Maryse: Learners must be recognised for achievements
A prisoner's sister, Maryse, writes about the need to recognise learners' achievements:
"It is not often that the achievements of a prisoner are recognised by the 'outside world', or used to make a positive impact for others in a similar situation. Knowledge is power; education and skills are so important to creating better opportunities. It is true that prison puts people at a disadvantage, but there are things prisoners can do to stay out of trouble, develop skills, expand knowledge and not be seen as another statistic.
'Make the most of a bad situation' has got to be the best advice given to my brother Carl and now he has completed a BSc degree in Mathematics.
He is in the eighth year of a 16 year sentence, and to me he is using his time wisely and not letting his talents go to waste. From talking to Carl, it is clear it is not as easy as it should be. Access to materials differs from jail to jail. Access to computers and simple things like a calculator can be hard to find. He has had constant battles and frustrations trying to get hold of course materials, submitting coursework and sitting exams but the buzz he gets from his achievements outweigh the difficulties.
Support to learn
Carl has had great support from some of the education departments; his tutor has been excellent in assisting his long distance learning and the support from Prisoners' Education Trust proves there are people out there who will encourage you and help you create a positive image for yourself. Dedicating time to education will build your confidence, put positive statements on your review, which is a huge bonus for parole and moving through the prison system.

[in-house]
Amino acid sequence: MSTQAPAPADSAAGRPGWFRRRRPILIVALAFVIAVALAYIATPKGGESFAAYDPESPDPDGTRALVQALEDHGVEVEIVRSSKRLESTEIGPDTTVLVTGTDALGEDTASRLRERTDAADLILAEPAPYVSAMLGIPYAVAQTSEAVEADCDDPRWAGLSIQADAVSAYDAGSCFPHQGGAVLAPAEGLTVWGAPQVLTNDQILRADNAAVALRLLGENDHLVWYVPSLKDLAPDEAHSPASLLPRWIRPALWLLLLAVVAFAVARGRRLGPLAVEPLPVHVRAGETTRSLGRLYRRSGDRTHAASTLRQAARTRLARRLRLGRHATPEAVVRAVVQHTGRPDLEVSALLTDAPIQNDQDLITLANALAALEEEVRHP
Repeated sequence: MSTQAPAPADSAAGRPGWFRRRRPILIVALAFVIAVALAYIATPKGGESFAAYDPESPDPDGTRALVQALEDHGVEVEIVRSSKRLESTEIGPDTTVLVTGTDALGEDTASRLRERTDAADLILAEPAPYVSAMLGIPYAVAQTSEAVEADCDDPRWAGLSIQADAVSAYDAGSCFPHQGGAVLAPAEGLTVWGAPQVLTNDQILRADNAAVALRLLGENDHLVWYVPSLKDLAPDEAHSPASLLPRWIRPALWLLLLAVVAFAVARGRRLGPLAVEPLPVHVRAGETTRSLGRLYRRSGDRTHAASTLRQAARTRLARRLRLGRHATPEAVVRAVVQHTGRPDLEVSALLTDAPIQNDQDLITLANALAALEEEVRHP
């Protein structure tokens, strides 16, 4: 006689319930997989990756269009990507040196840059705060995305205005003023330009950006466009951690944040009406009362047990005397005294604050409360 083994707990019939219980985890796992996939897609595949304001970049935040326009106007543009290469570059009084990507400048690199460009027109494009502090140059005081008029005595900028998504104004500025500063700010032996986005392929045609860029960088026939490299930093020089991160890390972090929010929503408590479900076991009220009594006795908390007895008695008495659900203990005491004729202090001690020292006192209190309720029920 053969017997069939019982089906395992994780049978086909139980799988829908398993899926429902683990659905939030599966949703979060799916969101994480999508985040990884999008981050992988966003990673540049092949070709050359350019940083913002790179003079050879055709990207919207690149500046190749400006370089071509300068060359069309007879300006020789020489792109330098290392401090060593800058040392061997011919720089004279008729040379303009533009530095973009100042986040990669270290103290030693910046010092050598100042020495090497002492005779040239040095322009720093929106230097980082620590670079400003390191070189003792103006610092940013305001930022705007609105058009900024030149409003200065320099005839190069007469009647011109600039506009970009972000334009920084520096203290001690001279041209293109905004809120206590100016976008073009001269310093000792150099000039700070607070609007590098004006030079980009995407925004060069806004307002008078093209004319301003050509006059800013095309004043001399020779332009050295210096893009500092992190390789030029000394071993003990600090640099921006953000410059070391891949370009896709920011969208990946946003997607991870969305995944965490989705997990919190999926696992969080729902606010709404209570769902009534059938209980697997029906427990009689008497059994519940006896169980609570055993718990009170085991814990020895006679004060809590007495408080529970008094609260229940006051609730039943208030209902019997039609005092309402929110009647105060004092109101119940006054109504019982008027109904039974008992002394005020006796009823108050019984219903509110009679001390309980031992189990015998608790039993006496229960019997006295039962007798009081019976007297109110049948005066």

Carl is now studying for an Honours' degree which will lead him onto a Masters. After this he wants to expand into business and accountancy as he has the desire to run his own business, hiring ex-prisoners, giving them the opportunity they deserve. With his degree he could potentially go into accountancy, insurance, logistics, transport planning, market research, tutoring. Neither of us are naive to the fact of the hindrance of a criminal record but there are people willing to give prisoners a chance if they have something worth investing in. And working for yourself is not a bad idea if you have the right skills and knowledge behind you.
I am extremely proud of my brother and what he has achieved so far. I am excited to watch him graduate and see what comes next. I am pleased he has not classified himself as a write off and is working hard to prove all those who have that opinion wrong. I hope he can inspire others in a similar position to make use of their time. Prisoners have the right to learn, so why not make use of whatever facilities you can, and make the most of a bad situation. People may not immediately open doors but they won't keep them locked if you come up with something with listening to."
Read Carl's story.